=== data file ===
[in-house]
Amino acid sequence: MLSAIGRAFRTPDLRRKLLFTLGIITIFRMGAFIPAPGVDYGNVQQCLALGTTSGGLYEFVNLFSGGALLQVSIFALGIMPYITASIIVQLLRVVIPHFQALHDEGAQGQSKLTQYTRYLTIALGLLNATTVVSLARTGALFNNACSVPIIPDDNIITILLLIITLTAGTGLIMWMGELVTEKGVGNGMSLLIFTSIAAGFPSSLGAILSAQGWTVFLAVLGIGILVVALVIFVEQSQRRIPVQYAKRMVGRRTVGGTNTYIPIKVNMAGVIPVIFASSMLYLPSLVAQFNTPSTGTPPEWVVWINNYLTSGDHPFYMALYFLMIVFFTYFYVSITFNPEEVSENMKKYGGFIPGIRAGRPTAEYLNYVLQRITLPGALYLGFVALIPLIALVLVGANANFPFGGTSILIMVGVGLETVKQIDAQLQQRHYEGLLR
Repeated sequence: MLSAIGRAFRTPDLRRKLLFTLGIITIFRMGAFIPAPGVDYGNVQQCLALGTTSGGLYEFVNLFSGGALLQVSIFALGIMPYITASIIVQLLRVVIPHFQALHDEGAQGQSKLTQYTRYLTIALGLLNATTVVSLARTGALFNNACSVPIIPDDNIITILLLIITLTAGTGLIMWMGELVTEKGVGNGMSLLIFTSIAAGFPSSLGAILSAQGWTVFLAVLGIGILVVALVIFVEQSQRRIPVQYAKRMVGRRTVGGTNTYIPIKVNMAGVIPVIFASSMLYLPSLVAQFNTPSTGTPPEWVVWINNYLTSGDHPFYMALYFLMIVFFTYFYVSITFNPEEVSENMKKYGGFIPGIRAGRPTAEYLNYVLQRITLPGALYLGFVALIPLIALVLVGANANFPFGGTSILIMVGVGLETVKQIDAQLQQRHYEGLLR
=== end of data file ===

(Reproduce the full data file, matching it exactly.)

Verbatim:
[in-house]
Amino acid sequence: MLSAIGRAFRTPDLRRKLLFTLGIITIFRMGAFIPAPGVDYGNVQQCLALGTTSGGLYEFVNLFSGGALLQVSIFALGIMPYITASIIVQLLRVVIPHFQALHDEGAQGQSKLTQYTRYLTIALGLLNATTVVSLARTGALFNNACSVPIIPDDNIITILLLIITLTAGTGLIMWMGELVTEKGVGNGMSLLIFTSIAAGFPSSLGAILSAQGWTVFLAVLGIGILVVALVIFVEQSQRRIPVQYAKRMVGRRTVGGTNTYIPIKVNMAGVIPVIFASSMLYLPSLVAQFNTPSTGTPPEWVVWINNYLTSGDHPFYMALYFLMIVFFTYFYVSITFNPEEVSENMKKYGGFIPGIRAGRPTAEYLNYVLQRITLPGALYLGFVALIPLIALVLVGANANFPFGGTSILIMVGVGLETVKQIDAQLQQRHYEGLLR
Repeated sequence: MLSAIGRAFRTPDLRRKLLFTLGIITIFRMGAFIPAPGVDYGNVQQCLALGTTSGGLYEFVNLFSGGALLQVSIFALGIMPYITASIIVQLLRVVIPHFQALHDEGAQGQSKLTQYTRYLTIALGLLNATTVVSLARTGALFNNACSVPIIPDDNIITILLLIITLTAGTGLIMWMGELVTEKGVGNGMSLLIFTSIAAGFPSSLGAILSAQGWTVFLAVLGIGILVVALVIFVEQSQRRIPVQYAKRMVGRRTVGGTNTYIPIKVNMAGVIPVIFASSMLYLPSLVAQFNTPSTGTPPEWVVWINNYLTSGDHPFYMALYFLMIVFFTYFYVSITFNPEEVSENMKKYGGFIPGIRAGRPTAEYLNYVLQRITLPGALYLGFVALIPLIALVLVGANANFPFGGTSILIMVGVGLETVKQIDAQLQQRHYEGLLR